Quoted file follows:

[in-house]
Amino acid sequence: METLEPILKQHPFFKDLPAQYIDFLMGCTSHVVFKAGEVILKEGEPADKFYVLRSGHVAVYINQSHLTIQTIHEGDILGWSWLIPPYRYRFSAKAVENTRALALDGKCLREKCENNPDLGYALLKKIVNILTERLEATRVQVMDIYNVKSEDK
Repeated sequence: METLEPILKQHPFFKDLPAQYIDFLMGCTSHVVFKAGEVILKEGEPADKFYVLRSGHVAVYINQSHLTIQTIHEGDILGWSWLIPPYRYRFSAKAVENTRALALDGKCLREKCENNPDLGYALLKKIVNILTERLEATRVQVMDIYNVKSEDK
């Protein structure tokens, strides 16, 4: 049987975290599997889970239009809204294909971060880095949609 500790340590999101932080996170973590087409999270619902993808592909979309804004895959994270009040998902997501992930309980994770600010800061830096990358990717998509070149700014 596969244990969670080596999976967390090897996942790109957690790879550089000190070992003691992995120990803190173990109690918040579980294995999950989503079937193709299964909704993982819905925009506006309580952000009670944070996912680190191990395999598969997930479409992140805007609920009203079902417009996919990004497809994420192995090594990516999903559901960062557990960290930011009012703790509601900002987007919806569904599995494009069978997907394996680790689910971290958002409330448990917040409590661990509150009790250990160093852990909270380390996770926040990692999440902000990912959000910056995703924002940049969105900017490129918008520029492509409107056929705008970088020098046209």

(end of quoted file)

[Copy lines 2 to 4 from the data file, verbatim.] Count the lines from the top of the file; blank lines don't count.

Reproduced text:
Amino acid sequence: METLEPILKQHPFFKDLPAQYIDFLMGCTSHVVFKAGEVILKEGEPADKFYVLRSGHVAVYINQSHLTIQTIHEGDILGWSWLIPPYRYRFSAKAVENTRALALDGKCLREKCENNPDLGYALLKKIVNILTERLEATRVQVMDIYNVKSEDK
Repeated sequence: METLEPILKQHPFFKDLPAQYIDFLMGCTSHVVFKAGEVILKEGEPADKFYVLRSGHVAVYINQSHLTIQTIHEGDILGWSWLIPPYRYRFSAKAVENTRALALDGKCLREKCENNPDLGYALLKKIVNILTERLEATRVQVMDIYNVKSEDK
């Protein structure tokens, strides 16, 4: 049987975290599997889970239009809204294909971060880095949609 500790340590999101932080996170973590087409999270619902993808592909979309804004895959994270009040998902997501992930309980994770600010800061830096990358990717998509070149700014 596969244990969670080596999976967390090897996942790109957690790879550089000190070992003691992995120990803190173990109690918040579980294995999950989503079937193709299964909704993982819905925009506006309580952000009670944070996912680190191990395999598969997930479409992140805007609920009203079902417009996919990004497809994420192995090594990516999903559901960062557990960290930011009012703790509601900002987007919806569904599995494009069978997907394996680790689910971290958002409330448990917040409590661990509150009790250990160093852990909270380390996770926040990692999440902000990912959000910056995703924002940049969105900017490129918008520029492509409107056929705008970088020098046209």